Children formerly involved in court proceedings may be named by the media once they are 18, the High Court ruled today.

Charity Just For Kids Law, which intervened in the case, condemned the decision, which it warned could deter child victims and witnesses from coming forward and impede the rehabilitation of young offenders.

In the case of JC & JT, Sir Brian Leveson ruled that anonymity provided to children under section 39 of the Children and Young Persons Act 1933 automatically expires when they reach 18 and cannot extend to reports of the proceedings after they have attained that age.

The ruling means that children will have less protection than vulnerable adults, who are afforded anonymity for life under the Youth Justice and Criminal Evidence Act 1999.

It means that all child victims and witnesses can named by the media once they become adults, even if they were promised anonymity at the time and proceedings took place many years earlier.

Giving judgment, Leveson (pictured) said: ‘That is not to say that I consider the state of affairs to be satisfactory.’

He said: ‘It is truly remarkable that parliament was prepared to make provision for lifetime protection available to adult witnesses… but not to extend that protection to those under 18 once they had reached the age of majority, even if the same qualifying conditions were satisfied.’

Leveson said counsel for the BBC, which intervened as an interested party, Doughty Street’s Gavin Millar QC, did not have any satisfactory answer to how this ‘lacuna in the law’ might be addressed, save to point out that victims and witnesses could apply for an injunction – a solution that Leveson described as ‘entirely unrealistic’.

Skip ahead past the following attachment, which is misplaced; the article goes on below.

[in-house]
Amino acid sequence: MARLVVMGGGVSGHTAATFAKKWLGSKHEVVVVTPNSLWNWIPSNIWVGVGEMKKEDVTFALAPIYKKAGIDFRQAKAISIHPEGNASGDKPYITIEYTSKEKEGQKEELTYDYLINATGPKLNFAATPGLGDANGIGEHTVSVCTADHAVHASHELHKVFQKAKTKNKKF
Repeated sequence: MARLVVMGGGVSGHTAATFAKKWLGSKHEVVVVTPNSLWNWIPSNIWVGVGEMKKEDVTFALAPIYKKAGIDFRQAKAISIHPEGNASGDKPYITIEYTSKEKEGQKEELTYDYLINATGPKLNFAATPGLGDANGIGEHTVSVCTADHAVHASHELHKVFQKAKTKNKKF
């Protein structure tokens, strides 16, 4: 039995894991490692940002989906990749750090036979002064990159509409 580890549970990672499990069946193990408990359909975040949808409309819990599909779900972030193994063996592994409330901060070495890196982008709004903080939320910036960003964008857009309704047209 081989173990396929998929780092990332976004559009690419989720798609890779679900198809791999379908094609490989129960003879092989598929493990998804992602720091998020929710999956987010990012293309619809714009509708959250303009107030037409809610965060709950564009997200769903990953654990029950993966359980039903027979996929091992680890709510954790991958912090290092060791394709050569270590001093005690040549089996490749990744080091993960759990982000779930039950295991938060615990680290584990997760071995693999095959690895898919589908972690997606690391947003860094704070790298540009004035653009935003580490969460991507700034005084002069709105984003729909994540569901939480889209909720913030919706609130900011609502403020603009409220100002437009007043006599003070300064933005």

Leveson said the decision has ‘wide implications’ not only for young defendants but also for victims, witnesses, others concerned in proceedings and the media.

He recognised that victims and witnesses need ‘individual and tailor-made protection’, but said ‘it would be wrong to seek to create a solution out of legislation that was simply not designed to have regard to what is now understood of their needs’.

He called on parliament to ‘fashion a solution… as a matter of real urgency.’

Shauneen Lambe, director of Just for Kids Law, said the ‘damaging and concerning’
 ruling could impact on anyone who historically came forward as an anonymous child victim or witness.

She said: ‘The difficulties of encouraging child victims and witnesses to come forward are well recognised, as has been reported by the NSPCC report into the Jimmy Savile scandal.

‘The BBC’s own child protection policy says that children’s best interests are at the heart of everything that they do, but I am not sure children would agree. For a child knowing that they could be named in the world’s press once they turn 18, could be a real deterrent to their coming forward.’

Lambe pointed to the provision in the UN Convention of the Rights of the Child stating that when a defendant is a child when an offence is committed, the traditional objectives of criminal justice must give way to rehabilitation and re‑integration, rather than retribution.

‘Publishing names of those who were children during court proceedings allows the press to usurp the decision of the criminal courts and impose additional punishment,’ she said. 

Today’s case involved two former defendants, JC and RT who were given community sentences for offences committed when they were 16 and 17.

In 2013 both pleaded guilty to an offence of joint possession, without lawful reason of an explosive substance. In the case of JC, the substance was parts for pipe bombs and for RT it was petrol bombs.

The claimants were challenging an earlier Crown court ruling that they could be named now they had reached 18, even though they were no longer involved in any court proceedings.

The BBC and news groups joined the action as interested parties, arguing in favour of being able to publicise the names of those who had been granted anonymity when they were children.

Leveson said that the Recorder of London, who made the earlier decision that the claimants could be named, was correct and dismissed the judicial review.
 The claimants plan to appeal. A spokesperson for the BBC said: 'We believe there is a strong public interest in ensuring accurate and responsible reporting of these cases after the defendants are deemed to be adults.'


The full judgment is here.